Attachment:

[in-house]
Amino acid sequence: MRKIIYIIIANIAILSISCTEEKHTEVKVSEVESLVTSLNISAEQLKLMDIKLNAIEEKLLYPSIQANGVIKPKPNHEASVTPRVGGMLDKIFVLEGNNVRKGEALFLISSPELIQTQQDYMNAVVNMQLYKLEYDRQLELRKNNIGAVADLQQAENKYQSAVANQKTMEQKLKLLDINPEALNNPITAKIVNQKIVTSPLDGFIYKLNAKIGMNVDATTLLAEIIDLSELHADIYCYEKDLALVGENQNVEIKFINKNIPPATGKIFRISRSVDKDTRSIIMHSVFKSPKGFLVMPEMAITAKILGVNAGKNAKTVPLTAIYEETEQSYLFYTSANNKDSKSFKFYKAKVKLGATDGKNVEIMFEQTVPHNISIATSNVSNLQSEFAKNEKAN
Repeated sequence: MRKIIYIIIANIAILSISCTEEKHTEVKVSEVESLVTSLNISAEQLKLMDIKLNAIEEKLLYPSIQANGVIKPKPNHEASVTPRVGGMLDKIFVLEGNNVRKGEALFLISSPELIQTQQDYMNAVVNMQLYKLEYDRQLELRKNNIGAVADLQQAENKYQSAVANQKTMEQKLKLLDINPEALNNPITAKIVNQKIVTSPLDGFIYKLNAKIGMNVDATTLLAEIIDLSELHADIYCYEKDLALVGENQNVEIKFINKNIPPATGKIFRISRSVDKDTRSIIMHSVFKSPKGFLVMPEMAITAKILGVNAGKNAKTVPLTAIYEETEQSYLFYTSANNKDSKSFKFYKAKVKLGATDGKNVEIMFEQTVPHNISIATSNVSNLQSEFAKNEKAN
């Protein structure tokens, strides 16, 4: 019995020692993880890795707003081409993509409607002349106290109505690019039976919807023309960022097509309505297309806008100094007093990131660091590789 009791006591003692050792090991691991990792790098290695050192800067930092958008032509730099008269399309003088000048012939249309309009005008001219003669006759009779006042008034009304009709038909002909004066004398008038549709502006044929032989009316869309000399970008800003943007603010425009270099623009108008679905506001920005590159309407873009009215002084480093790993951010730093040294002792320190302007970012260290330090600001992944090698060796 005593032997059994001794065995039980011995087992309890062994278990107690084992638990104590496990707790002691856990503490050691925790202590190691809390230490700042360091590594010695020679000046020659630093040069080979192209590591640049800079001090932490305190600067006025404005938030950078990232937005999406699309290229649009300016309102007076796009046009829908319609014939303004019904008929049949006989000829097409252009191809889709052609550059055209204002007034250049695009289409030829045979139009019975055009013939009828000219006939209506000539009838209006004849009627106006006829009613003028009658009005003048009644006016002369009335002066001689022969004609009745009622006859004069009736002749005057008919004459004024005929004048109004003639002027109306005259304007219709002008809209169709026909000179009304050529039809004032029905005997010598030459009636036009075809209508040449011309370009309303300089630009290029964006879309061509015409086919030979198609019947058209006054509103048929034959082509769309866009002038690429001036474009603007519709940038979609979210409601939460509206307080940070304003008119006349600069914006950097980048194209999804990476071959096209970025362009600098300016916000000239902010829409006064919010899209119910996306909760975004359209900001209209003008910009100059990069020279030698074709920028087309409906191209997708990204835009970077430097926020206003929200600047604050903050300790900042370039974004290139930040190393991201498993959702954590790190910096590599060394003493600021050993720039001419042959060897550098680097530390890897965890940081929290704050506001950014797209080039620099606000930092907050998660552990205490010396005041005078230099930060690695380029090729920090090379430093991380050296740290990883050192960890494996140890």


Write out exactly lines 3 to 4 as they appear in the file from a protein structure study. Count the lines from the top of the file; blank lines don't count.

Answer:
Repeated sequence: MRKIIYIIIANIAILSISCTEEKHTEVKVSEVESLVTSLNISAEQLKLMDIKLNAIEEKLLYPSIQANGVIKPKPNHEASVTPRVGGMLDKIFVLEGNNVRKGEALFLISSPELIQTQQDYMNAVVNMQLYKLEYDRQLELRKNNIGAVADLQQAENKYQSAVANQKTMEQKLKLLDINPEALNNPITAKIVNQKIVTSPLDGFIYKLNAKIGMNVDATTLLAEIIDLSELHADIYCYEKDLALVGENQNVEIKFINKNIPPATGKIFRISRSVDKDTRSIIMHSVFKSPKGFLVMPEMAITAKILGVNAGKNAKTVPLTAIYEETEQSYLFYTSANNKDSKSFKFYKAKVKLGATDGKNVEIMFEQTVPHNISIATSNVSNLQSEFAKNEKAN
């Protein structure tokens, strides 16, 4: 019995020692993880890795707003081409993509409607002349106290109505690019039976919807023309960022097509309505297309806008100094007093990131660091590789 009791006591003692050792090991691991990792790098290695050192800067930092958008032509730099008269399309003088000048012939249309309009005008001219003669006759009779006042008034009304009709038909002909004066004398008038549709502006044929032989009316869309000399970008800003943007603010425009270099623009108008679905506001920005590159309407873009009215002084480093790993951010730093040294002792320190302007970012260290330090600001992944090698060796 005593032997059994001794065995039980011995087992309890062994278990107690084992638990104590496990707790002691856990503490050691925790202590190691809390230490700042360091590594010695020679000046020659630093040069080979192209590591640049800079001090932490305190600067006025404005938030950078990232937005999406699309290229649009300016309102007076796009046009829908319609014939303004019904008929049949006989000829097409252009191809889709052609550059055209204002007034250049695009289409030829045979139009019975055009013939009828000219006939209506000539009838209006004849009627106006006829009613003028009658009005003048009644006016002369009335002066001689022969004609009745009622006859004069009736002749005057008919004459004024005929004048109004003639002027109306005259304007219709002008809209169709026909000179009304050529039809004032029905005997010598030459009636036009075809209508040449011309370009309303300089630009290029964006879309061509015409086919030979198609019947058209006054509103048929034959082509769309866009002038690429001036474009603007519709940038979609979210409601939460509206307080940070304003008119006349600069914006950097980048194209999804990476071959096209970025362009600098300016916000000239902010829409006064919010899209119910996306909760975004359209900001209209003008910009100059990069020279030698074709920028087309409906191209997708990204835009970077430097926020206003929200600047604050903050300790900042370039974004290139930040190393991201498993959702954590790190910096590599060394003493600021050993720039001419042959060897550098680097530390890897965890940081929290704050506001950014797209080039620099606000930092907050998660552990205490010396005041005078230099930060690695380029090729920090090379430093991380050296740290990883050192960890494996140890």